Remember earlier this year when we jumped back on the Jairo Labourt bandwagon? Turns out that was a good decision. Labourt was promoted to Double-A Erie shortly before we profiled his magnificent turnaround from wild starter to dominant reliever, and hasn’t slowed down much (if at all). The big lefthander has worked 25 1⁄3 innings across 16 appearances for the SeaWolves, and has limited opponents to a 1.42 ERA. He has 29 strikeouts to five walks at Double-A, only a slight drop-off from the 7.33 strikeout-to-walk ratio he posted in Lakeland.
If we’re getting greedy, we would probably like to see more strikeouts. The truly dominant relievers in the game fan 13, 14, even 15 hitters per nine innings, while Labourt is “only” at 11.8 this season. Armed with a mid-90s fastball and nasty slider from the left side, he has the natural talent to be one of those elite bullpen arms. His Achilles heel was always his command, and the move to the bullpen seems to have sorted that out. We’re still only working with a half season of data, but eight walks in 39 total innings is rather eye-opening.
The next step for Labourt will be an interesting one. Were the Tigers closer to a playoff spot, this might be the point where we clamor for Labourt to be called up to the major leagues. We did it with Joe Jimenez last year (oops), and Labourt is easily one of the best relievers in the system based on pure stuff. However, with the Tigers currently mired in mediocrity, the club may play things closer to the vest. Labourt might move up to Triple-A, or continue to hone his craft in the hitter-friendly Eastern League.
High-A Lakeland: RHP Bryan Garcia
Speaking of strikeouts, former Miami Hurricanes pitcher Bryan Garcia has been racking them up in bunches in the Tigers’ farm system this year. Garcia started the year at Single-A West Michigan, where he fanned 27 batters in 14 1⁄3 innings. He gave up five runs during that stretch, but did not allow a home run, and was promoted to High-A Lakeland in mid-May.
Garcia’s stay in Florida was short. He made seven appearances for the Flying Tigers and struck out 15 hitters in 8 2⁄3 frames. Only nine hitters reached base against him and none scored, which led to another promotion. Now at Double-A, Garcia has racked up six punchouts in 5 2⁄3 innings without allowing a run. This brings his season-long total to 48 strikeouts in 28 2⁄3 innings across three minor league levels.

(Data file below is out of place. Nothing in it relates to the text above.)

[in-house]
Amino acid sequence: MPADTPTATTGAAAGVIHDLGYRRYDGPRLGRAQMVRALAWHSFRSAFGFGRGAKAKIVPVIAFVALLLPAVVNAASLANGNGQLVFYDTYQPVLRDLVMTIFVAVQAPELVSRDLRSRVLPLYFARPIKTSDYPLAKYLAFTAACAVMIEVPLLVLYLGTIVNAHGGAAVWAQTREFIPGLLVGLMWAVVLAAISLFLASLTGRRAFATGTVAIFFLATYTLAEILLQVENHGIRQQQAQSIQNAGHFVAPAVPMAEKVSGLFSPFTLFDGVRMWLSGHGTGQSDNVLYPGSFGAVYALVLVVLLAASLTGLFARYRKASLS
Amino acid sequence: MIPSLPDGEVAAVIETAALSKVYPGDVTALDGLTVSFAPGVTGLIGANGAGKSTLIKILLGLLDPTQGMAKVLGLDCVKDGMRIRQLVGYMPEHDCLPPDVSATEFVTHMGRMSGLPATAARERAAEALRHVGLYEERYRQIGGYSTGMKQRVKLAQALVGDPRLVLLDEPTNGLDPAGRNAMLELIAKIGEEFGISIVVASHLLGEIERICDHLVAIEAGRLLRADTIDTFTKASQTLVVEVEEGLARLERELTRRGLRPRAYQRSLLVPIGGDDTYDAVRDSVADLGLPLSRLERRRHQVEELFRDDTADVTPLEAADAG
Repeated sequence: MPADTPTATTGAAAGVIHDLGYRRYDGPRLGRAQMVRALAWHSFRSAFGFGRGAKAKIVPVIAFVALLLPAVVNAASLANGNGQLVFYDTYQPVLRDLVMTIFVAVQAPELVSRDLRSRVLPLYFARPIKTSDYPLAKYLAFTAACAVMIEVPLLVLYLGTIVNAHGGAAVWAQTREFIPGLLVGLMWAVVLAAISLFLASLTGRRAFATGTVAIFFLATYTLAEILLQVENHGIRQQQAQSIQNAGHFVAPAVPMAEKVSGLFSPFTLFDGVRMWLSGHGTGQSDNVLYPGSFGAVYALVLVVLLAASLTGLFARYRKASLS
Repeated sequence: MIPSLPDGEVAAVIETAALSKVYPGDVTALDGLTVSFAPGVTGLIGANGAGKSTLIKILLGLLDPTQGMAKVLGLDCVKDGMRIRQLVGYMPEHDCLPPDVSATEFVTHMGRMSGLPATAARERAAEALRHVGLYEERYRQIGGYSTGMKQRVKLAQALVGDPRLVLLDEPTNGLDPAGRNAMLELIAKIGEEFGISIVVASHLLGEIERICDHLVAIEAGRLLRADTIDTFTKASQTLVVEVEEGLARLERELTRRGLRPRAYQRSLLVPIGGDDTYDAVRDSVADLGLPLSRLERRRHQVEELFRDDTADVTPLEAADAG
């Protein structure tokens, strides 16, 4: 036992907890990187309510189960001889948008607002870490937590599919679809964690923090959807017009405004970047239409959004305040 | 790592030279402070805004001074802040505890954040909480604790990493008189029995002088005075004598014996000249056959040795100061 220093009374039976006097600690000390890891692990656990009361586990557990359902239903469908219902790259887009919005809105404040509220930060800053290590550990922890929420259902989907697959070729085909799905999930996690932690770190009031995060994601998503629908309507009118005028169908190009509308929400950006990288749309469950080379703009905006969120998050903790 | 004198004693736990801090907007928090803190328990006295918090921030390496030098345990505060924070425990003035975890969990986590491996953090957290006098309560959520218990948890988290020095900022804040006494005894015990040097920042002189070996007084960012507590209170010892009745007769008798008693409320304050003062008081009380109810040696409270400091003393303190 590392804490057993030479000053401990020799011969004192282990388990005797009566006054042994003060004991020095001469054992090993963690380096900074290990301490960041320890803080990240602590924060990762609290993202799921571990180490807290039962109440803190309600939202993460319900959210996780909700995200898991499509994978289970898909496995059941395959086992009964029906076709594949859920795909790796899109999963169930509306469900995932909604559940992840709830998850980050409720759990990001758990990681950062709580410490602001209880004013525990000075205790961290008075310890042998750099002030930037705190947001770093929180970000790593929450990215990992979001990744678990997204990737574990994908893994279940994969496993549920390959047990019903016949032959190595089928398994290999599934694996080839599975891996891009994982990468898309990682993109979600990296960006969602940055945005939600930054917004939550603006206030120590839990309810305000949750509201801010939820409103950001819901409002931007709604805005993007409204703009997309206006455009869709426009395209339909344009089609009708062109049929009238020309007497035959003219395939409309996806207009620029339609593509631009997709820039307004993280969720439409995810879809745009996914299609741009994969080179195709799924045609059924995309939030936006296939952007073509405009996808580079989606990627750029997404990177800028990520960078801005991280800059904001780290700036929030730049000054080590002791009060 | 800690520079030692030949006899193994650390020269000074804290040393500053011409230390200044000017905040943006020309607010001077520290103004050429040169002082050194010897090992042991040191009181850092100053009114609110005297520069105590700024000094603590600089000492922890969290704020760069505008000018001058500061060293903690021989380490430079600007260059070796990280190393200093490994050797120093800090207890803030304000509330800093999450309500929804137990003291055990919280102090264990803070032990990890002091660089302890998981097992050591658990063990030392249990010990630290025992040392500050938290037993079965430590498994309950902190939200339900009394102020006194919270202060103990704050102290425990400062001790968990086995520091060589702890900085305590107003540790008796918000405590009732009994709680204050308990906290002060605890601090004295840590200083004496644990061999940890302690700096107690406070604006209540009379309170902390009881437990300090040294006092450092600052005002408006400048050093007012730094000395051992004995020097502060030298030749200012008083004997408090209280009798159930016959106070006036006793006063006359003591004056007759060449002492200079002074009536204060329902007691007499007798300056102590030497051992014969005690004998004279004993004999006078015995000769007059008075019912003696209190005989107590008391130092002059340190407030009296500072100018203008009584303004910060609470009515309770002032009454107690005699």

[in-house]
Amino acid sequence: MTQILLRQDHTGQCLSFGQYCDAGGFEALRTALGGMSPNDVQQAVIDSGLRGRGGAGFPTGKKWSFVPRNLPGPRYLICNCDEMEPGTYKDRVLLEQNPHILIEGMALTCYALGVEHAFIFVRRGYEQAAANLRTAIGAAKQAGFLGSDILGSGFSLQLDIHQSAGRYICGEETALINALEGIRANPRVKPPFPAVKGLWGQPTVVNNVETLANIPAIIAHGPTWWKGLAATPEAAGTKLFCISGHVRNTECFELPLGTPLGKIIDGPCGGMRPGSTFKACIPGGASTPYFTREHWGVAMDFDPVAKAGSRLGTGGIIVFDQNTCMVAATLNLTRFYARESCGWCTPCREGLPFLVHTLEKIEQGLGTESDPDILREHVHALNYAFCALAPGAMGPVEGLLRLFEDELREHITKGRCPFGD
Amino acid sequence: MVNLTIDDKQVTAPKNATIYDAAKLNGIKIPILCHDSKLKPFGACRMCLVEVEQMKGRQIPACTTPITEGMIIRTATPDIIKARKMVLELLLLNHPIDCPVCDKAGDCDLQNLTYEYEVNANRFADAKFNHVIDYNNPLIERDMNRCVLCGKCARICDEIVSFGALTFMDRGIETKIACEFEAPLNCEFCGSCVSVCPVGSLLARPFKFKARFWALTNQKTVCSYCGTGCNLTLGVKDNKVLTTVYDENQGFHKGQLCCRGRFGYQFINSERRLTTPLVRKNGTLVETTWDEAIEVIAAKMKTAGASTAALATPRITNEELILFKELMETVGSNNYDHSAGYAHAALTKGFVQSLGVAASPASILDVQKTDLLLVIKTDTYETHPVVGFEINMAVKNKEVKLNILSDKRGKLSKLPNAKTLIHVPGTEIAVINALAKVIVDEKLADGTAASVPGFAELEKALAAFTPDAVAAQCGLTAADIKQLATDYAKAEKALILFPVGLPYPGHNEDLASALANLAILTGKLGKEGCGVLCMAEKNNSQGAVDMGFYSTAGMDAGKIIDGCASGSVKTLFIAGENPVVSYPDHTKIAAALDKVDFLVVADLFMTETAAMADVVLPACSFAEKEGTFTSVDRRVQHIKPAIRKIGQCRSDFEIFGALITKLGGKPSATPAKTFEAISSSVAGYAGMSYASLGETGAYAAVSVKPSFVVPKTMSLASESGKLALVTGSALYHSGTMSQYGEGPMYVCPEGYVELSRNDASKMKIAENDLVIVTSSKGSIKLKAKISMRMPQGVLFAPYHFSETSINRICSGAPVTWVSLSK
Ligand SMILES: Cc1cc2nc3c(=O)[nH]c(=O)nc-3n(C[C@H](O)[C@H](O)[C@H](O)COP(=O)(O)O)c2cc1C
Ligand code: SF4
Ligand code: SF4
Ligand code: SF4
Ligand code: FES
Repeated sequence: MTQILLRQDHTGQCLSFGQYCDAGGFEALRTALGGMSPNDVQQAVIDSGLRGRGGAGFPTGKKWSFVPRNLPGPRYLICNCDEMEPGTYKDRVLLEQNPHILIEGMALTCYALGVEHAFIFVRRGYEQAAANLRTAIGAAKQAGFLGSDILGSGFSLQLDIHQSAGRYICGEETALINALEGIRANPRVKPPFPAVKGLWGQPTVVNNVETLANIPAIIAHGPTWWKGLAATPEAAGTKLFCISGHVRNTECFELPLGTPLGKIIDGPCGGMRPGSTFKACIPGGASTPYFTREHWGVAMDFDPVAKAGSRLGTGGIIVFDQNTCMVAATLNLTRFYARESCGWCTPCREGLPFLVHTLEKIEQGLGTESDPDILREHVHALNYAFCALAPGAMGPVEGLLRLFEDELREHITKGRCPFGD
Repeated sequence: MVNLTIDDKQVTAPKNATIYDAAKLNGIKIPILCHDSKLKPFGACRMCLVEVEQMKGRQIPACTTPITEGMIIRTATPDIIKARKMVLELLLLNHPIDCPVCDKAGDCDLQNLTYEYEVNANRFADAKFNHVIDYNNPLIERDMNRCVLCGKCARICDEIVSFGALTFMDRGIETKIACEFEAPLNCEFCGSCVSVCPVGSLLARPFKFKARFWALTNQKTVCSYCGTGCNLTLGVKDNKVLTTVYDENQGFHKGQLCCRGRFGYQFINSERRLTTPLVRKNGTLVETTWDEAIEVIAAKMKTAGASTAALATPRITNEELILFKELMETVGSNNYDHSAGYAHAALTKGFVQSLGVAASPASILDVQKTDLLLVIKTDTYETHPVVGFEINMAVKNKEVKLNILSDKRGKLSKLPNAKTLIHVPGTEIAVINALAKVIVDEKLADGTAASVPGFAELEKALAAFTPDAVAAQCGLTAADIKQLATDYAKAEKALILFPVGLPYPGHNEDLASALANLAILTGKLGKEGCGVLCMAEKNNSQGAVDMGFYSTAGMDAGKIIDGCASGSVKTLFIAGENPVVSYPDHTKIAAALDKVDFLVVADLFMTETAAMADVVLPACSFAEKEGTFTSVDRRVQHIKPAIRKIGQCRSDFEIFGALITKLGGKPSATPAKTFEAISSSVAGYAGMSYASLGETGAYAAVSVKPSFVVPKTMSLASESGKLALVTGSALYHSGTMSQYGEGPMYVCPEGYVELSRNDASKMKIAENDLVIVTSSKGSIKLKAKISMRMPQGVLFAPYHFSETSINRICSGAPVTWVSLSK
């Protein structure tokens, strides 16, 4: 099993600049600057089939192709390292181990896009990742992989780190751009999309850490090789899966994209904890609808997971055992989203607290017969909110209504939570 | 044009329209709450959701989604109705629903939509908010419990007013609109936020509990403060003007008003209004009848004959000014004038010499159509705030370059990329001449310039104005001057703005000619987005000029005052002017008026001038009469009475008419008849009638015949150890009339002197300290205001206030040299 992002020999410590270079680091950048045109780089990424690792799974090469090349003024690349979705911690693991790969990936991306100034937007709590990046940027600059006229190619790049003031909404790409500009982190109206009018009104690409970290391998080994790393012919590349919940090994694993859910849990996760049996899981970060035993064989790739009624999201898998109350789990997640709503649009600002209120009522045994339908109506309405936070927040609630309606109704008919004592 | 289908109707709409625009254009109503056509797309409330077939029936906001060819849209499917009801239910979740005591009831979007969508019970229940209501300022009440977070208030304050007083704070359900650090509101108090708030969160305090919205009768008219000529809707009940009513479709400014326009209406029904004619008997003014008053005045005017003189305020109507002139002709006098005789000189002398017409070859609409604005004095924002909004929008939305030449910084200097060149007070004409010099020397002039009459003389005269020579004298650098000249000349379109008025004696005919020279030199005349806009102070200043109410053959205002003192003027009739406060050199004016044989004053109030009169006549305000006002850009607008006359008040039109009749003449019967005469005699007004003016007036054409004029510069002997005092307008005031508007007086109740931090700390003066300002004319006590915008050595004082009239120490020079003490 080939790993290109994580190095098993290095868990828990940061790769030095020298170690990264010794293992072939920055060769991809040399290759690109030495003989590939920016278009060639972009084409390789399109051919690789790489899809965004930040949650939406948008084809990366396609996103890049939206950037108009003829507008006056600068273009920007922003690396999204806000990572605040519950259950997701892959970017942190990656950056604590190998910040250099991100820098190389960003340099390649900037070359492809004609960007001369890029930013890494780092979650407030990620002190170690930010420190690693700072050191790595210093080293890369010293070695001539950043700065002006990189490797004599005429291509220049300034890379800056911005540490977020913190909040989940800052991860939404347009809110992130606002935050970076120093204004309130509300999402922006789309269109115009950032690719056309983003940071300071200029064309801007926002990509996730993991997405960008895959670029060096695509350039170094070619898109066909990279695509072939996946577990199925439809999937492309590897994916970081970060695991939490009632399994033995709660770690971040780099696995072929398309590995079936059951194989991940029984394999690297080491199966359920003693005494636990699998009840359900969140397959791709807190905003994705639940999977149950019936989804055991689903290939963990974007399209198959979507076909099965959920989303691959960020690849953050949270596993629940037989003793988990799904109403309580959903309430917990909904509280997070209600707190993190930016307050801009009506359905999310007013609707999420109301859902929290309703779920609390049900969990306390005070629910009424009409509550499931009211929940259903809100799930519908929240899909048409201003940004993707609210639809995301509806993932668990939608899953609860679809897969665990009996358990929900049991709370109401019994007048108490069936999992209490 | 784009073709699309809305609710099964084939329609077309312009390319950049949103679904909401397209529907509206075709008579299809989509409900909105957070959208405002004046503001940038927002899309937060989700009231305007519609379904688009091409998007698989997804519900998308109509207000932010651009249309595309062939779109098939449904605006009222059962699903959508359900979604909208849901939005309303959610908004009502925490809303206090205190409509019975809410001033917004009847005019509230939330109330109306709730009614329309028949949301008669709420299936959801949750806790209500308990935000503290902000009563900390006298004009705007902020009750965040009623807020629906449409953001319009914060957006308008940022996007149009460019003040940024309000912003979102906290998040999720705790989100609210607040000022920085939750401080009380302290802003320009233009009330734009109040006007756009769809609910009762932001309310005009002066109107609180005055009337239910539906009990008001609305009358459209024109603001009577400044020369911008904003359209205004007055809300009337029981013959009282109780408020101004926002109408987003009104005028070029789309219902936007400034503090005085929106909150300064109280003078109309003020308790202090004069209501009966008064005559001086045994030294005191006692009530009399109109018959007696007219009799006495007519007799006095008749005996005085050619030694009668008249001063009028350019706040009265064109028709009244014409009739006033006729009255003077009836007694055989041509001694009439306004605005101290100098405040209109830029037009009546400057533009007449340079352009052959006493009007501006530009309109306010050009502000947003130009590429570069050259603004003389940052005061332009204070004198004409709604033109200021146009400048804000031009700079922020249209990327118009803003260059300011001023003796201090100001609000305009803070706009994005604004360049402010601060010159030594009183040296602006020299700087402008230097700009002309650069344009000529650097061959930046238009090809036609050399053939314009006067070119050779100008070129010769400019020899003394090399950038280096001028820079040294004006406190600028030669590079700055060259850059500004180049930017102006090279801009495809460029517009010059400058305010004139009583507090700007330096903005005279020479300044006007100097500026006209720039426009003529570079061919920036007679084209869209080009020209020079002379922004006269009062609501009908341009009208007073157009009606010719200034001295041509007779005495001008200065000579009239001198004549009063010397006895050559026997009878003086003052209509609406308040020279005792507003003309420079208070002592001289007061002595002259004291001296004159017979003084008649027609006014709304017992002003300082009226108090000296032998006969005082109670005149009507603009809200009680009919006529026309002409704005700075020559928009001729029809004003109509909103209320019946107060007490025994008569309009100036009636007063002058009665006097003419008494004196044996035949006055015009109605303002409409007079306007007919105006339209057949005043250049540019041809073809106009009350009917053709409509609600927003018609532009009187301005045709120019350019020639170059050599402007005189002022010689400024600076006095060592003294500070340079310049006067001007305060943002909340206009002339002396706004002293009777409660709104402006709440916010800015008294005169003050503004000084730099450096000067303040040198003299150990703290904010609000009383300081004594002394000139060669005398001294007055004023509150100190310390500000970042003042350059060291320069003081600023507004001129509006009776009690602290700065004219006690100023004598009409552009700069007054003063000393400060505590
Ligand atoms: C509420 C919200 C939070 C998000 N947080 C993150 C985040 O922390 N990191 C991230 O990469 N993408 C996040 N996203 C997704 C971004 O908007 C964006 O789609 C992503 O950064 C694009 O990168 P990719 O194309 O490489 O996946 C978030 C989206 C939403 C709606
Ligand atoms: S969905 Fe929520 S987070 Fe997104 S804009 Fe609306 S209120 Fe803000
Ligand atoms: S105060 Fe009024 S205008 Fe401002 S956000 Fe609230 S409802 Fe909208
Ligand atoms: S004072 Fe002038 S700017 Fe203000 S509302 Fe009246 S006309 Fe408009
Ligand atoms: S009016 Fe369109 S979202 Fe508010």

Bryan Garcia 2017 stats
This success is no surprise. Garcia was one of the most decorated pitchers in Miami baseball history, and features a fastball that can reach as high as 96 miles per hour. TigsTown’s Mark Anderson graded it as a plus pitch, along with an above-average slider that could make him a legitimate major league reliever.
That said, we’ve seen this before. Every year, there is a reliever or two who rocket through the Tigers farm system. Few of them pan out, as tends to happen with pitchers drafted as full-time relievers. For every Joe Jimenez — we’re still optimistic about his upside despite the early struggles — there is a Paul Voelker, Guido Knudson, or [insert random Tigers reliever here]. Time will tell if Garcia is the genuine article or yet another power arm preying on inconsistent young minor leaguers.
Single-A West Michigan: RHP Alfred Gutierrez
The West Michigan Whitecaps rotation has drawn a fair amount of praise, as far as minor league teams go. Gregory Soto had a long scoreless streak to open the year, while Austin Sodders and Kyle Funkhouser are among those that have made the leap to Advanced-A Lakeland.
Lost in the shuffle has been righthander Alfred Gutierrez. The 22-year-old Venezuelan is putting together an incredible season for the Whitecaps; you just have to look past his 3.96 ERA. In 61 1⁄3 innings, Gutierrez has 67 strikeouts and five walks. Five. That’s a strikeout-to-walk ratio of 13.40, easily the best in the Midwest League by qualified starters. This only translates to a 3.46 FIP according to FanGraphs somehow, but I would guess it’s because of his home run rate. Gutierrez has allowed eight home runs in 13 appearances this season, a rather high number for the Midwest League.
While it’s far too early to count out any 22-year-old prospect, Gutierrez’s future probably doesn’t rest at the top of a rotation. He was not ranked among the Tigers’ top 50 prospects by either TigsTown or the Detroit News’ Lynn Henning, and does not have a history of posting these gaudy strikeout or walk numbers. He will need to continue this for a while to truly turn heads in the prospect community.